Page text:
Pilgrims walk the holy land of Israel, visit the Taj Mahal Temple in India and take a journey to Mecca in Saudi Arabia. In Trinidad a romantic stroll, a jog or a drive by Hayes Court just one of The Magnificent Seven around the Queen’s Park Savannah has similar bearing and contributory value to society. Hayes Court is a residence for Anglican Bishops. It is a beautiful landmark with British and French architectural influences she stands proud just across the street from Queens Royal College. Her aged and withered soul has 140 years of an earful and eyeful of cataclysmic change in the land. She was named after Bishop Thomas Hayes who has never been able to occupy residence there. Today, her 5 bedrooms are uninhabitable.
A cocktail launch last Friday served as the kick starter for pledges to restore Hayes Court. A dance recital by the The Continuum Dance Project, a literary affair from a Pierrot Grenade and imparting of knowledge from the Bishop animated the evening’s itinerary. Attendees included former Hayes Court architect , The Honorary Consul to Barbados, Mr. Audley Walker, The Minister of National Diversity and Social Integration, The Honourable Senator Rodger Samuel, German Ambassadors, other distinguished guests, the media and a warm hosting by Liza Miller and her business partner from Estuary PR company. It was noted that former bake sales by the Anglican church have raised a quarter of a million dollars for the restoration of Hayes Court. Yet, this is not enough to absorb the total repair cost in excess of 24 million Trinidad and Tobago dollars. However, other plans to start tours and open the garden premises to host groups for garden parties and weddings are also on the agenda for boosting funds for restoration of Hayes Court. If proceeds do not meet the need for restoration in a timely manner then this relic would be lost in time forever.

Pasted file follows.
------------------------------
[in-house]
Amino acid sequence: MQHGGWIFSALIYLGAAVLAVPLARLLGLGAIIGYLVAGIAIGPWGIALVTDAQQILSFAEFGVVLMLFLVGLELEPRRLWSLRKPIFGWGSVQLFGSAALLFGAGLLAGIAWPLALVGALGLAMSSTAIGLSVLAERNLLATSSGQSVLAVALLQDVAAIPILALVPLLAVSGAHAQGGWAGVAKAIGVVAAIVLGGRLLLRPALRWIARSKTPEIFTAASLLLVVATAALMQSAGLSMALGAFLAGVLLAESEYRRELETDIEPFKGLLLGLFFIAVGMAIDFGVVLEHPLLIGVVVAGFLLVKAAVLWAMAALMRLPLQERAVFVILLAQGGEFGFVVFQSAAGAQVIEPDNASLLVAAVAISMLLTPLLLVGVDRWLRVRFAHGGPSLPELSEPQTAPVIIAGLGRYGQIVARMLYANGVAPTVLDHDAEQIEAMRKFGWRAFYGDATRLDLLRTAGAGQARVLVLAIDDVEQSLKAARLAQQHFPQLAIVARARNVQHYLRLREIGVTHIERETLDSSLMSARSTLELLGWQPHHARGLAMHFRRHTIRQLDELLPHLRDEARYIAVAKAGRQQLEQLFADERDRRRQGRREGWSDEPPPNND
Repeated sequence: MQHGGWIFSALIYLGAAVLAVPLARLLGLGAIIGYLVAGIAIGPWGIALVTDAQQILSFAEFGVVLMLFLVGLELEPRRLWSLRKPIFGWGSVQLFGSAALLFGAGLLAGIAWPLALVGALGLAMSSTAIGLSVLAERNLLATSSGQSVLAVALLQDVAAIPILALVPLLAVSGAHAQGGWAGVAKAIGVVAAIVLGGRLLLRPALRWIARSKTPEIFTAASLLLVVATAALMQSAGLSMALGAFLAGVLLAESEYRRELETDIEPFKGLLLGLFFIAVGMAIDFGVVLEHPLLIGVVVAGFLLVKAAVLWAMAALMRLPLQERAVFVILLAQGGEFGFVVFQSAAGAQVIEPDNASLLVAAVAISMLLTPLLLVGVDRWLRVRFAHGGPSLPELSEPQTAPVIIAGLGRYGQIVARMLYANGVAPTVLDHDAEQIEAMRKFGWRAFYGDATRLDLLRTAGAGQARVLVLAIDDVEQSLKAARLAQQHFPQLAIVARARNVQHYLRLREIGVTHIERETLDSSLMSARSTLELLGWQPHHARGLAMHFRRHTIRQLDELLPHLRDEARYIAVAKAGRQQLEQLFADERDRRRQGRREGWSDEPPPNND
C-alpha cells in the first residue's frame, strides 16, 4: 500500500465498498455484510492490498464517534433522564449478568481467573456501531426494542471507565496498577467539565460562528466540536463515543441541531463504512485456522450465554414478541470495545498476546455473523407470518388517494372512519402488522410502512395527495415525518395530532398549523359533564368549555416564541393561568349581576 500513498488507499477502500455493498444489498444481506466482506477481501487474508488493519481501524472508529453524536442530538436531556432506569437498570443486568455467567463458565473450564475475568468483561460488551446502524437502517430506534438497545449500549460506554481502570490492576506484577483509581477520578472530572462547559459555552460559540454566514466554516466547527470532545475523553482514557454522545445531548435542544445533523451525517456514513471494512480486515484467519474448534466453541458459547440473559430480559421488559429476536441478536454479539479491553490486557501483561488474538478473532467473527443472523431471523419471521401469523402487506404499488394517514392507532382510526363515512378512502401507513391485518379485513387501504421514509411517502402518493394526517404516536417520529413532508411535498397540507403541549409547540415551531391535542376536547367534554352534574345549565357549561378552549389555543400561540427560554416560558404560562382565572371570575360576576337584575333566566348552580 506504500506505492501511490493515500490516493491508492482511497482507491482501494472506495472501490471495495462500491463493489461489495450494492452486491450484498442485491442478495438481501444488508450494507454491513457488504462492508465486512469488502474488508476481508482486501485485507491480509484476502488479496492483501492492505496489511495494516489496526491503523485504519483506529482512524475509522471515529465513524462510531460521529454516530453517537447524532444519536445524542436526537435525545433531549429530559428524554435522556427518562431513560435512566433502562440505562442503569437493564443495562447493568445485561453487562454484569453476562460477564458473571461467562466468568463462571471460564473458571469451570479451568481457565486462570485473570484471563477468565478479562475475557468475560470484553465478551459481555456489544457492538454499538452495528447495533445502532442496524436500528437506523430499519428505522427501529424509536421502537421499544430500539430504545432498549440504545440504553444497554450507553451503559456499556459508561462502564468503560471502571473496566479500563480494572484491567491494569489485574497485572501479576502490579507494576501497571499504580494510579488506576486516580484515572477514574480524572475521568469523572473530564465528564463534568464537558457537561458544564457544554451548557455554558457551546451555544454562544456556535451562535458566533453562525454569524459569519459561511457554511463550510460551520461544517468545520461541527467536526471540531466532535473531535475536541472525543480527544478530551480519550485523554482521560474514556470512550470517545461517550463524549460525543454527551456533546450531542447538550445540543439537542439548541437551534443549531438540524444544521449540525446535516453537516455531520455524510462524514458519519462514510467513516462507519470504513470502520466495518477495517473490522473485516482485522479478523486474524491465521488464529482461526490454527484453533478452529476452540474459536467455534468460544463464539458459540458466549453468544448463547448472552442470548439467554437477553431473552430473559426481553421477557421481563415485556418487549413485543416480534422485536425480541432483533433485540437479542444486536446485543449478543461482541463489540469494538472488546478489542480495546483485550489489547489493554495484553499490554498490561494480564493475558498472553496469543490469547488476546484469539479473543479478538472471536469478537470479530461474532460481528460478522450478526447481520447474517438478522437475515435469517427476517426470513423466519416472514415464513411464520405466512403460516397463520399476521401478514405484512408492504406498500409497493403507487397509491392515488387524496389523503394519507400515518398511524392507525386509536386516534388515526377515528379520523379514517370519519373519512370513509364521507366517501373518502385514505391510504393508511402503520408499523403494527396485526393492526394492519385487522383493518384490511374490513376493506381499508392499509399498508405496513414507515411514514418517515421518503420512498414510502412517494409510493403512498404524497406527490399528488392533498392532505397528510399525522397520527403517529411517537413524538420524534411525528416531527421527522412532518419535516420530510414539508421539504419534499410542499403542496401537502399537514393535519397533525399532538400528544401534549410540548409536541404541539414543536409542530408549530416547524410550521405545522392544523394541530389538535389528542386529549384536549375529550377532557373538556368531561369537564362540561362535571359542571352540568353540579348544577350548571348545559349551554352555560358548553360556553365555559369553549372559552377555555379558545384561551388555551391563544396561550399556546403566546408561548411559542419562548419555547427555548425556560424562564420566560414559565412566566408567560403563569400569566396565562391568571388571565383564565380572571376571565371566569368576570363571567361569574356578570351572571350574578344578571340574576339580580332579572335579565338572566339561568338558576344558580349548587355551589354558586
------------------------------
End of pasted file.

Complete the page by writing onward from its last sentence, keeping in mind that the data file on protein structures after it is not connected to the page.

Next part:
Anglicanism spread throughout the world by teachings from the Anglican missionaries. In 1534 CE this period of reformation set the tone for the birth of a hybrid religion between the Protestant and Catholic faith. It was called Anglicanism. In 2006, the Archbishop of Canterbury, Rowan Williams declared Anglicanism to be distinct from other Christian faiths based on the following. It was the reformed commitment to the priority of the Bible. It also became a Catholic loyalty to the Sacramento and threefold ministry of bishops, priests and deacons. It is noted for a habit of cultural sensitivity and intellectual flexibility that does not seek to close down unexpected questions too quickly. Today it has approximately 80 million members and is the third largest Christian community after Roman Catholicism and The Eastern Orthodox Church. It is these tenets that encompass a faith that embossed the reformation and freedom.
Yet, today as an industrial twin island state we are poised forward as the business hub of the Caribbean. The diversified economy and attractive climate for investment takes us up a notch on the scale of developing country status. While the state is nowhere near its colonized state one can rest assured that this former colony has come a long way to be such a diamond in the rough. However, it is quite odd that a stalwart that symbolizes and boasts of a faith that sparked the ingenuity for change, equal rights, freedom and independence is held with such little regard by its own independent republic state. Hayes Court is an extraordinary marvel of architecture that depicts a pretty picture worth more than a thousand words. It is a statutory emblem of a plight and fight of a people once held captive but now free. The failure to repair and maintain this building will only lead to the axing of one of The Magnificent Seven which adorns the world’s largest roundabout Queen’s Park Savannah. It will serve as the demarcation of a memory and history of the people. But most importantly it will remain an agony to the existing Trinidad and Tobago society and the generations yet to come.
Let’s Go Trinidad and Tobago would like to extend a heartfelt gratitude to estuary Pr and Hayes Court for hosting us !